This cute, not-so-little animal is the Andrias davidianus, or the Chinese Giant Salamander (CGS). As the largest amphibian in the world, the CGS can grow up to six feet long, though on average they’re around four feet long. The salamander has an important role in the ecosystem as a predator, but holds an even more important role as a mascot for the restoration and preservation of rivers across China. Its size makes it unique but also a target for poachers; once thriving in dozens of freshwater rivers and streams across China, the CGS can now only be found in a few rivers.
Like many amphibians, the CGS breathes by absorbing oxygen through its skin, even evolving to have extra folds of skin to absorb more oxygen to support its unusually large size. Fast-flowing rivers provide frequent renewal of dissolved oxygen for the CGS to utilize. It feasts mostly on small crustaceans, fish, and worms, and is nocturnal outside of mating season.
Humans are the largest threats to the survival of the CGS. River dams block the salamanders from moving up and down stream, limiting the availability of food, habitat, and mates. Dams can also divert the flow of a river and destroy a salamander's home or den of eggs. However, the largest factor in population decline is that salamander meat is in high demand: it is considered a delicacy by many and used in traditional medicine. Hunting began in the 1970s and quickly turned to illegal poaching as the population dwindled. To keep up with demand, salamander farms opened and expanded.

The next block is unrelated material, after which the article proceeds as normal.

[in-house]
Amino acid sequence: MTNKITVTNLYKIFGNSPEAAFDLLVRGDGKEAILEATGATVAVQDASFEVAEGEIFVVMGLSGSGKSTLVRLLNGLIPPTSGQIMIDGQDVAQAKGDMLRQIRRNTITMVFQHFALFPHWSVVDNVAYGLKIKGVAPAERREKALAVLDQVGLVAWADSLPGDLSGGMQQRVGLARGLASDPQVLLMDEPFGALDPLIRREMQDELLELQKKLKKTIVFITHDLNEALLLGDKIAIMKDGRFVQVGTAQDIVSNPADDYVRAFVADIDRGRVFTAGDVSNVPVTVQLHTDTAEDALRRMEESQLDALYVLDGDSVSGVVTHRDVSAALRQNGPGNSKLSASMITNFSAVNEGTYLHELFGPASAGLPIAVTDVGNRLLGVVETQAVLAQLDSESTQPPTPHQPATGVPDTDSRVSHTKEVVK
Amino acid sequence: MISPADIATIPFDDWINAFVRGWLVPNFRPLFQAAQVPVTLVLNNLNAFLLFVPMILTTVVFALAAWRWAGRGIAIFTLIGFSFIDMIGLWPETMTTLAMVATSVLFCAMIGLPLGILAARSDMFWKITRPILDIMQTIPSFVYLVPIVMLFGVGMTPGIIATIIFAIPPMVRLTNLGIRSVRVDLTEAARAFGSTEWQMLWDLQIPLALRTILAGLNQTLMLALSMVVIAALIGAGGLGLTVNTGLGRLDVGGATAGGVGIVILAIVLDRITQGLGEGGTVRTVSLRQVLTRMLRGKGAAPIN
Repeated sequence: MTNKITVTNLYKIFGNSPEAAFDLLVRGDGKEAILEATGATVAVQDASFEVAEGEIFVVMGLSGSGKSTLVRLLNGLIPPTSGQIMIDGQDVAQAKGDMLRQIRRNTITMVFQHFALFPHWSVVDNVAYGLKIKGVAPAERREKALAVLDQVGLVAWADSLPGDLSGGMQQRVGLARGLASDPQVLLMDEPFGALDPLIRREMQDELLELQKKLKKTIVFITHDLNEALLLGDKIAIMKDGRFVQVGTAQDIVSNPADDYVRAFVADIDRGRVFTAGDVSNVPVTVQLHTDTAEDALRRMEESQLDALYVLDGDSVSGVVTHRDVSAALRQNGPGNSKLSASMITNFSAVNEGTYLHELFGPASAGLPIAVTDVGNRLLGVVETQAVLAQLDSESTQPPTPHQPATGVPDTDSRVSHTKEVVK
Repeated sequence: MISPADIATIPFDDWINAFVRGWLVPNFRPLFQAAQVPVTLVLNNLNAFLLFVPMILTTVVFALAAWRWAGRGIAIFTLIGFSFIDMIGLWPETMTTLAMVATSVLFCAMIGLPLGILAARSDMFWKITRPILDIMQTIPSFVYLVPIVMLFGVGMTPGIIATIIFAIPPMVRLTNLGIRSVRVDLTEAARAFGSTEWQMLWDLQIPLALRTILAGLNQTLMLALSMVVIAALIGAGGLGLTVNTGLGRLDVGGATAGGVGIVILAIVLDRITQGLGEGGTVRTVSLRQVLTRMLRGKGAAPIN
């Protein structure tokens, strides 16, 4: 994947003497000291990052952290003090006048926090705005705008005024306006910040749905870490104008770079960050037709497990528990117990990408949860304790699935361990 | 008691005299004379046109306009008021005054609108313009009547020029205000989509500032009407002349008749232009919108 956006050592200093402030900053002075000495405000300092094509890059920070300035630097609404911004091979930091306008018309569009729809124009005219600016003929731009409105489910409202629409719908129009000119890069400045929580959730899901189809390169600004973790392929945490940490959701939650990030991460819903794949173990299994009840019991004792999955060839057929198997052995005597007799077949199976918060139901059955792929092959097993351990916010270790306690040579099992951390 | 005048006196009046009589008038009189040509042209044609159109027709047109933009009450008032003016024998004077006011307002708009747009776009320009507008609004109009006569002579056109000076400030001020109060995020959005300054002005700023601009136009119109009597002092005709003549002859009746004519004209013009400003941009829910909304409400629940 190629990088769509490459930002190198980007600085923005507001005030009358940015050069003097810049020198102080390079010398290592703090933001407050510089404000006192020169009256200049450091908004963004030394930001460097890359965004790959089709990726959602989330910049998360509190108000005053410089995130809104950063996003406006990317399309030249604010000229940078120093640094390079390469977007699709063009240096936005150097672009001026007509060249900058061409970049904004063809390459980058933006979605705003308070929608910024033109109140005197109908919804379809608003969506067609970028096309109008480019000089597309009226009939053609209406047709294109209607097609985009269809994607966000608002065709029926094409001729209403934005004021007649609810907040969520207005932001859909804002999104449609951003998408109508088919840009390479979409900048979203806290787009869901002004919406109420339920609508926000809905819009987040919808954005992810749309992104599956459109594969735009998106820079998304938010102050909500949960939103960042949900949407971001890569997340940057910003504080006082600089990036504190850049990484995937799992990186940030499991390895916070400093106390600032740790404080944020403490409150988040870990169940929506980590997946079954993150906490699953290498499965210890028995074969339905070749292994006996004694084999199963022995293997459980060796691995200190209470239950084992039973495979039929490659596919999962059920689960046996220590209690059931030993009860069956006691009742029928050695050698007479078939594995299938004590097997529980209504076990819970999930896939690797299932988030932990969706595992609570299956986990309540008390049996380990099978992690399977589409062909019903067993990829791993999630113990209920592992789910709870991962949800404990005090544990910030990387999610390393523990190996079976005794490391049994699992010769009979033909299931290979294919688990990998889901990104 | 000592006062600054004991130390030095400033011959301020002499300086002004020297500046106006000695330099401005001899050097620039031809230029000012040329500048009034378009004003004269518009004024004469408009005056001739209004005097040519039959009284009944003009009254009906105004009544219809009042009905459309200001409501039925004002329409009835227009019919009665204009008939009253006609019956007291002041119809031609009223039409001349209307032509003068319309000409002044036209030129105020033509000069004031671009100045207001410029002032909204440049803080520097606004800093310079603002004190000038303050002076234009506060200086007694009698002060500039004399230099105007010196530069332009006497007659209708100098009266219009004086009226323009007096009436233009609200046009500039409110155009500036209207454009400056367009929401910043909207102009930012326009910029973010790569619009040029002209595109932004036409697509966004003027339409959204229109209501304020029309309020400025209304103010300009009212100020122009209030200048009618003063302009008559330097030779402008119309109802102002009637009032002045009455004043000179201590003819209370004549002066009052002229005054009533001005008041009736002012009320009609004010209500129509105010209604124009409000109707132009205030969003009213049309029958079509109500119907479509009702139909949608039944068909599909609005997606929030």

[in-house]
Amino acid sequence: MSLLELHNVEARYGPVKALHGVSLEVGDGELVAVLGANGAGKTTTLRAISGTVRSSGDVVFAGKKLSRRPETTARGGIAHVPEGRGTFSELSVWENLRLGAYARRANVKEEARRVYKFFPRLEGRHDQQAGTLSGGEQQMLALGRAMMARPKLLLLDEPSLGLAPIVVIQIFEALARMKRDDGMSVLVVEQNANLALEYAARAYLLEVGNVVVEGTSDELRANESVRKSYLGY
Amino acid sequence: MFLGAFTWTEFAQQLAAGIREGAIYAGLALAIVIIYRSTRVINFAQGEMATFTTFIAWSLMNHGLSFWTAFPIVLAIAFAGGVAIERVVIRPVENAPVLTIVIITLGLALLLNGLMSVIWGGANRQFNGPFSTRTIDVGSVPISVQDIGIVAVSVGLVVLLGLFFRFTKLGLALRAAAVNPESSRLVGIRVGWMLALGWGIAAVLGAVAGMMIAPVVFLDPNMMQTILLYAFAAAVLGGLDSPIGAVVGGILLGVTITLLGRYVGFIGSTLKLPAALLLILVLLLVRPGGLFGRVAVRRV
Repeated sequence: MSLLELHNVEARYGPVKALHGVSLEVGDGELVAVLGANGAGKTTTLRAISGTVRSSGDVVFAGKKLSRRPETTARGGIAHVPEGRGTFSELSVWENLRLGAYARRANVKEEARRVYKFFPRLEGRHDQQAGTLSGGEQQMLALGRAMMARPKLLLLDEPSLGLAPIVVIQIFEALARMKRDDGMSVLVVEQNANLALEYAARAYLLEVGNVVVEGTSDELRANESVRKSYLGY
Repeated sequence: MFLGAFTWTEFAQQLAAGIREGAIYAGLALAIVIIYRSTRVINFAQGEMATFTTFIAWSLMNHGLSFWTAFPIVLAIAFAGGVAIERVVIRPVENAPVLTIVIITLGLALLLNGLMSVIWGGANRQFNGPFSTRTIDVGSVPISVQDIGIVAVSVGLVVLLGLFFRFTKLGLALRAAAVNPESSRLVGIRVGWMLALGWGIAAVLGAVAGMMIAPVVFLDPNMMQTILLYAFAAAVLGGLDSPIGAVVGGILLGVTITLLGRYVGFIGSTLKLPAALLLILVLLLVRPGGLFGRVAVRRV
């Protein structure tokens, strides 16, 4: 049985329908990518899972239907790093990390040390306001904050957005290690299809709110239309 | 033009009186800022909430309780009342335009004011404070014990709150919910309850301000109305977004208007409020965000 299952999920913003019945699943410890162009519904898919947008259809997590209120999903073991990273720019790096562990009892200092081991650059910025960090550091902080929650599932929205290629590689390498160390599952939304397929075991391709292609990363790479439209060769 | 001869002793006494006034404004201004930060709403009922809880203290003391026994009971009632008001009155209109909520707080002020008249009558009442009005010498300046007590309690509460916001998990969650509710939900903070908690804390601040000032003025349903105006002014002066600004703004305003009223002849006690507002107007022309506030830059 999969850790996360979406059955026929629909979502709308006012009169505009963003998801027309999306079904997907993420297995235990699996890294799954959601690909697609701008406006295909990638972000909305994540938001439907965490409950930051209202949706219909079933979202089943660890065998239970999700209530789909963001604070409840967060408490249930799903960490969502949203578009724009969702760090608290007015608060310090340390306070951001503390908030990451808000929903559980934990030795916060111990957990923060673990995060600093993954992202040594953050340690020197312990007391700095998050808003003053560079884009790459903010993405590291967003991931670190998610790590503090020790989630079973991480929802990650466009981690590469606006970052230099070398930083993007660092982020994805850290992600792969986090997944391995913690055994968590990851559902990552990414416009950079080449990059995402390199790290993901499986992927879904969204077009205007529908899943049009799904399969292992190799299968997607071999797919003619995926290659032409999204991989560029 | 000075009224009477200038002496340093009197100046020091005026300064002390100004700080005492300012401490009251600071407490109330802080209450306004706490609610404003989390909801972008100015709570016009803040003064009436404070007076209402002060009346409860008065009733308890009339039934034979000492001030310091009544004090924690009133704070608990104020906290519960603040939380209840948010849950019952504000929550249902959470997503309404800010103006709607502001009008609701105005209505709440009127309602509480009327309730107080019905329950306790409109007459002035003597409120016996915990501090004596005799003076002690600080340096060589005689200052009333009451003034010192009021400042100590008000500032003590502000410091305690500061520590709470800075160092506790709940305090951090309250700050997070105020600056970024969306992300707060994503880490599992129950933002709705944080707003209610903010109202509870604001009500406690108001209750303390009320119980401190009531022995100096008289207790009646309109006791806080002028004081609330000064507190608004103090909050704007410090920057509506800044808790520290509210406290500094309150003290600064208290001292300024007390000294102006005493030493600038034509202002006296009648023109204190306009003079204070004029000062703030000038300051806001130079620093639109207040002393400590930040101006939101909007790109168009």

At first glance, farms seem like a good thing. They should alleviate the demand for wild salamander and make eating salamander more sustainable. Shouldn't the approximately two million salamanders in farms be enough to meet demand? As it turns out, despite the massive number available on farms, poaching still takes place, often in protected land. Farms also tend to have pathogens that spread easily due to their high density. Salamanders frequently escape, potentially exposing the remaining wild population to pathogens to which it has no immunity. Bred salamanders also often have little genetic variation, and farm-escapees that breed with the wild population introduce muddled genes and crossings of lineages.
The CGS was categorized as Critically Endangered in 2004 and its wild population has remained very low. In fact, while it is difficult to accurately survey numbers, a survey conducted in 2013 found that it is possible that there is no longer a completely wild population—salamanders found were most likely escapees from nearby farms, or ones that were released in a misguided conservation effort. It is devastating to know that we have driven another one-of-a-kind species to the brink of extinction. However, there is some hope for conserving and growing the wild CGS population.
The Chinese government has taken steps to help and protect the (supposedly) wild population. To facilitate the CGS’s movement upriver, stairs and ramps have been installed in dams that had previously prevented its movement. Multiple reserves have also been created to keep the CGS and its habitat clean and protected from poachers. To increase the wild population, captive breeding programs have released thousands of baby salamanders into protected rivers. These salamanders are healthy and genetically diverse, thanks to modern technology in gene manipulation. To stop the spread of farm pathogens into the wild, the Zoological Society of London has partnered with universities in China to establish new biological protocols.
These efforts are not perfect—poachers often find their way onto preserves, and the released salamanders likely have a low survival rate--but they are steps in the right direction. In order to protect the CGS, we must crack down on poachers and pollution of waterways. In doing so, we will also be conserving the river habitats of countless other unique species.
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